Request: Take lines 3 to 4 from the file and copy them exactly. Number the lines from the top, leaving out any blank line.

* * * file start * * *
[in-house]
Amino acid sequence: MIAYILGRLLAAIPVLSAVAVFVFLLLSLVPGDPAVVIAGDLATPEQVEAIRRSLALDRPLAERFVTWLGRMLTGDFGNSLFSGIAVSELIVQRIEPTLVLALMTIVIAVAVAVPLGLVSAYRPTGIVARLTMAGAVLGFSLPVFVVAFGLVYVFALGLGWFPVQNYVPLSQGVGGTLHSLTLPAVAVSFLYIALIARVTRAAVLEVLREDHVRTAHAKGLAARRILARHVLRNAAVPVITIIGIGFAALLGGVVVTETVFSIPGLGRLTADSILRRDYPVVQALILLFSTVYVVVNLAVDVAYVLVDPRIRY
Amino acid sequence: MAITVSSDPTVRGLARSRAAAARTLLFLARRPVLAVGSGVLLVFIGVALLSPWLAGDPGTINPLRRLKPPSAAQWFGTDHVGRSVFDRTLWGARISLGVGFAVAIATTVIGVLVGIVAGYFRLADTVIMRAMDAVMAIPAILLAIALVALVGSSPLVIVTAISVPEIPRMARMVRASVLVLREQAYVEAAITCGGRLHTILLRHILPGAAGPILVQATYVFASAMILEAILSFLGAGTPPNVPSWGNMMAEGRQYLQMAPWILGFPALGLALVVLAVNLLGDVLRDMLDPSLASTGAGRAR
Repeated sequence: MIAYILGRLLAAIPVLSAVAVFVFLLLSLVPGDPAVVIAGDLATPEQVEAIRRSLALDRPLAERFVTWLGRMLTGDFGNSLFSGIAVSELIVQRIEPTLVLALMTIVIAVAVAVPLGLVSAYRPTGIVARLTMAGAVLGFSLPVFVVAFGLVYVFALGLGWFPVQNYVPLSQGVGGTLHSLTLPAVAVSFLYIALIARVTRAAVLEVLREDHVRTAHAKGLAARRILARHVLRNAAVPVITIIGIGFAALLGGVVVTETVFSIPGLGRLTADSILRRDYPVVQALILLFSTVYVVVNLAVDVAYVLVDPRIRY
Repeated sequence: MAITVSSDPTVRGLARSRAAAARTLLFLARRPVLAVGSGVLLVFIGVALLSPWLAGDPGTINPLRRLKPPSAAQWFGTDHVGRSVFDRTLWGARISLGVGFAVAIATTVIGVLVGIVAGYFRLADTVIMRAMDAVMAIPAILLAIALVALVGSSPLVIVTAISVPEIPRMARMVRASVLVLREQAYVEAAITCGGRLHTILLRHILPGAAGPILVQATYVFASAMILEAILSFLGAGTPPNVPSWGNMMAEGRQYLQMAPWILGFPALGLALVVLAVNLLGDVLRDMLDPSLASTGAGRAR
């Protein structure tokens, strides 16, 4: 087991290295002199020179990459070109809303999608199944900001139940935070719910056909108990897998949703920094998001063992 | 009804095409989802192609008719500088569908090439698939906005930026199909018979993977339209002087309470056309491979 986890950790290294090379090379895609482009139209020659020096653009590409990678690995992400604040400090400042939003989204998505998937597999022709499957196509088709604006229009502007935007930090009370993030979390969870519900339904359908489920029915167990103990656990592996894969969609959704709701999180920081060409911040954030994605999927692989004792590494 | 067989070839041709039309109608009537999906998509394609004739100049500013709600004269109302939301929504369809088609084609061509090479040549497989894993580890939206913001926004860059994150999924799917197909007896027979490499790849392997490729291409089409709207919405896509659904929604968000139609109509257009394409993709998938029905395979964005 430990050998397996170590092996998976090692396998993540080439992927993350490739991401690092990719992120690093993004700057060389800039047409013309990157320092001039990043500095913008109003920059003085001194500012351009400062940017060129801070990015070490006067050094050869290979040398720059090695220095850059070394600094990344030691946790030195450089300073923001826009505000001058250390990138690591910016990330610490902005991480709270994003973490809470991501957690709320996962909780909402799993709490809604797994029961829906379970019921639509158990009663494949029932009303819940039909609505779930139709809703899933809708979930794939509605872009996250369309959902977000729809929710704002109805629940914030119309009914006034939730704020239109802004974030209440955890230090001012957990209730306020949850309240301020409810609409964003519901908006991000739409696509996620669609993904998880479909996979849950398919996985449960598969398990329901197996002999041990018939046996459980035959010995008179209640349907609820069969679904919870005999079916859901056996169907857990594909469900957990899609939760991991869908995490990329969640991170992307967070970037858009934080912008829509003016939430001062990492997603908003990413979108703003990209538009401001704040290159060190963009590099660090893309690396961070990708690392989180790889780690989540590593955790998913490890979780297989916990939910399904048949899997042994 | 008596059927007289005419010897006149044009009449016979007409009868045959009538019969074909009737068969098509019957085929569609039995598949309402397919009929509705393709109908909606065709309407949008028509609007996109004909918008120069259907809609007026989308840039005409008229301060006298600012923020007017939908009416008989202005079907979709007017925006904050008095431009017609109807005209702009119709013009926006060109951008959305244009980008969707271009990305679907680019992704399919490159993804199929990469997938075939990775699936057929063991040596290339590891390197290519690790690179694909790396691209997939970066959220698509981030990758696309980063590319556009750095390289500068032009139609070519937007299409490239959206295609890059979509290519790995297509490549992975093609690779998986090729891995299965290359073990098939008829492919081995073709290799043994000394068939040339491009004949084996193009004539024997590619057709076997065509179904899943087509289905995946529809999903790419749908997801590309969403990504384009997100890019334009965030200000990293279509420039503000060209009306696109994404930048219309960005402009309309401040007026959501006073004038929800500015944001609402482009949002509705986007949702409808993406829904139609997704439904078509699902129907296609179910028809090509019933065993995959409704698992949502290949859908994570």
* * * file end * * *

Amino acid sequence: MAITVSSDPTVRGLARSRAAAARTLLFLARRPVLAVGSGVLLVFIGVALLSPWLAGDPGTINPLRRLKPPSAAQWFGTDHVGRSVFDRTLWGARISLGVGFAVAIATTVIGVLVGIVAGYFRLADTVIMRAMDAVMAIPAILLAIALVALVGSSPLVIVTAISVPEIPRMARMVRASVLVLREQAYVEAAITCGGRLHTILLRHILPGAAGPILVQATYVFASAMILEAILSFLGAGTPPNVPSWGNMMAEGRQYLQMAPWILGFPALGLALVVLAVNLLGDVLRDMLDPSLASTGAGRAR
Repeated sequence: MIAYILGRLLAAIPVLSAVAVFVFLLLSLVPGDPAVVIAGDLATPEQVEAIRRSLALDRPLAERFVTWLGRMLTGDFGNSLFSGIAVSELIVQRIEPTLVLALMTIVIAVAVAVPLGLVSAYRPTGIVARLTMAGAVLGFSLPVFVVAFGLVYVFALGLGWFPVQNYVPLSQGVGGTLHSLTLPAVAVSFLYIALIARVTRAAVLEVLREDHVRTAHAKGLAARRILARHVLRNAAVPVITIIGIGFAALLGGVVVTETVFSIPGLGRLTADSILRRDYPVVQALILLFSTVYVVVNLAVDVAYVLVDPRIRY